1. Section Editor(s): Raso, Rosanne DNP, RN, NEA-BC, FAAN, FAONL

Article Content

We've spent more than 2 years leading through crisis and can most likely agree that by no measure have we recovered. This year, we're rebuilding, and it's both energizing and, yes, at times exhausting. Glaring workforce and social disruptions have placed our priorities on well-being, work environment, equity, staffing, and care models, and our editorial pages have been focused on these priorities. Now we're seeing paper after paper about the deterioration of quality outcomes over the past 2 years of the COVID-19 pandemic. For the sake of our patients, and for our team spirit and pride, it's time to get back to the basics of quality.

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Regaining the improvements in clinical outcomes we previously saw year over year isn't easy work. But it's grounding, bringing us back to our why and purpose-keeping patients safe and reducing both harm and risk of harm. From the patient and family perspective, their experiences with team communication, teaching-learning, and preparation for discharge are part of their "quality" assessment of our care. I've always considered patient experience a component of quality and safety, and if you've had your own patient experience, it becomes apparent how important it is and why it's a big part of the value equation in healthcare.


The history of quality improvement and patient safety is full of challenges, with national policy changes to incorporate value into payment systems making a positive impact. It's messy though and involves culture work. It's literally never "over"; there's always more to do, and never-ending vigilance can be draining. Pace yourself with patient and organizational goals first. Our conversation last month about ownership of practice as we rebuild our teams also fits here, underscoring the need for engagement.


What actually works? There's a litany of strategies! Partnerships; teamwork; ownership; using structured performance improvement practices; leadership; digging into "why" on patient, local, and system levels; staff engagement; process measures; daily management; standards of work; and more-they all belong in our toolboxes for positive change. A favorite method of one of my directors is "obsession," meaning daily focus until every single caregiver and support staff member are totally on board without nudging or follow-up. Unit champions and peer-to-peer feedback have a role, and when everyone is a champion, you'll have success. There's more, of course, the subject of a multitude of books and articles. The fundamental of staffing is part, but not all, of the journey.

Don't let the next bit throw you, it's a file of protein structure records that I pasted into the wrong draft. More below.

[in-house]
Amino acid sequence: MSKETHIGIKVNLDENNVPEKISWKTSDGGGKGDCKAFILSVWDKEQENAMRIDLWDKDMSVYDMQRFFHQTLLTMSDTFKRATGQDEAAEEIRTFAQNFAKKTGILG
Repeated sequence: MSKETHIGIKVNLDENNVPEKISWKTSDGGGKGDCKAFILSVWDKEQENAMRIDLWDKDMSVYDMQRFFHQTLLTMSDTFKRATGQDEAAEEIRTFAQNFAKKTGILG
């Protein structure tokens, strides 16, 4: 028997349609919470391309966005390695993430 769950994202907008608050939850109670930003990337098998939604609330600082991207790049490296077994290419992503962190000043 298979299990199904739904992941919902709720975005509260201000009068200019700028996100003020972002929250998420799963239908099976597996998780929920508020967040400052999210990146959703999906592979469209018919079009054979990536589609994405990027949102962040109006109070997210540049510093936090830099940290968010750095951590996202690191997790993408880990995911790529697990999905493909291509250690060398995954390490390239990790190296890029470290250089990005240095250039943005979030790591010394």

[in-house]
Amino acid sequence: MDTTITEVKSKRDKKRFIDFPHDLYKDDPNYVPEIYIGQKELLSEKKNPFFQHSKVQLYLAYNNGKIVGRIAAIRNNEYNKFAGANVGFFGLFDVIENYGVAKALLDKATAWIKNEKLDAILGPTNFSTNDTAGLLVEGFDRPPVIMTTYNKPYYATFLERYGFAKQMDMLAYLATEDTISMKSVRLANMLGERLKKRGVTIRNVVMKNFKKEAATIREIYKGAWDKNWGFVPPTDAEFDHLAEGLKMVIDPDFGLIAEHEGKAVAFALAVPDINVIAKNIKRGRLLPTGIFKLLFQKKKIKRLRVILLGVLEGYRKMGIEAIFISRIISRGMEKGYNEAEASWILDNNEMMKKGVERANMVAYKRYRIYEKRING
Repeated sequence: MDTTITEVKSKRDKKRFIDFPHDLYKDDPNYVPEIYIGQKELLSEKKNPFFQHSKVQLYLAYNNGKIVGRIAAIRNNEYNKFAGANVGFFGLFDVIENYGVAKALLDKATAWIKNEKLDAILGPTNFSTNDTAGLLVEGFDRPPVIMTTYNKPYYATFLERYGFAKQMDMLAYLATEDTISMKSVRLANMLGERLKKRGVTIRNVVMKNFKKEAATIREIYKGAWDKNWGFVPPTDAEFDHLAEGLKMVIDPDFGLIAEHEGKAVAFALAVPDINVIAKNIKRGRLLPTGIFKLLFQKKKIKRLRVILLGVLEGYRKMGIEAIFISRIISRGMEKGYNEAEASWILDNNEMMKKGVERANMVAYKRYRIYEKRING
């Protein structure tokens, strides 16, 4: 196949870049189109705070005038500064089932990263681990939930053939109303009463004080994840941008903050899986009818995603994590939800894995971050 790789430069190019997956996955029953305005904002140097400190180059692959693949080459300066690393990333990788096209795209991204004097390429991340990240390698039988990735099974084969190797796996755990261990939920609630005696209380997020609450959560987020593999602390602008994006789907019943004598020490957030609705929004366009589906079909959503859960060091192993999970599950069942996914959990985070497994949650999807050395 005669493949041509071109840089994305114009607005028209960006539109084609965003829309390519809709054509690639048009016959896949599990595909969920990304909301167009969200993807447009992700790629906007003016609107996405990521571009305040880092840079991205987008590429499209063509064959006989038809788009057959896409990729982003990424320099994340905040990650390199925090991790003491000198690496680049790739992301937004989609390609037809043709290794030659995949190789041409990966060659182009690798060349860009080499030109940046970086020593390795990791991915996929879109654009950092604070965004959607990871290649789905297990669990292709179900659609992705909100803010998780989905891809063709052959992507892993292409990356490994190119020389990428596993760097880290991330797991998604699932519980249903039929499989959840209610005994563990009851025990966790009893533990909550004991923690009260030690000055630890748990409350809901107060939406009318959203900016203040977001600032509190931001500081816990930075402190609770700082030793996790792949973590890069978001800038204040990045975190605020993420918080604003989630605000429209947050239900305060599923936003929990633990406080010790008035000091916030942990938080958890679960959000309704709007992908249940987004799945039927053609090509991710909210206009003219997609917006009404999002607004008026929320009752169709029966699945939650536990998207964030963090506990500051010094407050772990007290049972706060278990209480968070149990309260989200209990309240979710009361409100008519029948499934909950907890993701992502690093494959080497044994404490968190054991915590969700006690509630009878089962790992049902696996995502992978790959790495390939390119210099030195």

Using an equity lens is a perspective we haven't focused on much in the past. It's expected now. A relatively easy way to start is to look at language barriers as a factor in harm events. Depending on your electronic medical record system and data, you may be able to delve into social determinants of health such as housing, education, socioeconomics, access, health insurance status, neighborhoods, and more. We can make huge contributions to equitable healthcare if we understand how these factors impact quality of care and outcomes.


Laying the groundwork for a culture of safety is related to the work of creating heathy work environments, connecting these two important models for leaders. Effective communication, having a voice, and true teamwork underlie both. The emphasis on shared accountability, transparency, and systems in the wake of the RaDonda Vaught conviction is needed and critical to move forward with the basics of quality and safety.


Yes, it's time to get back to quality, and some of you are probably there already and celebrating victory. Influence others to get there, too.



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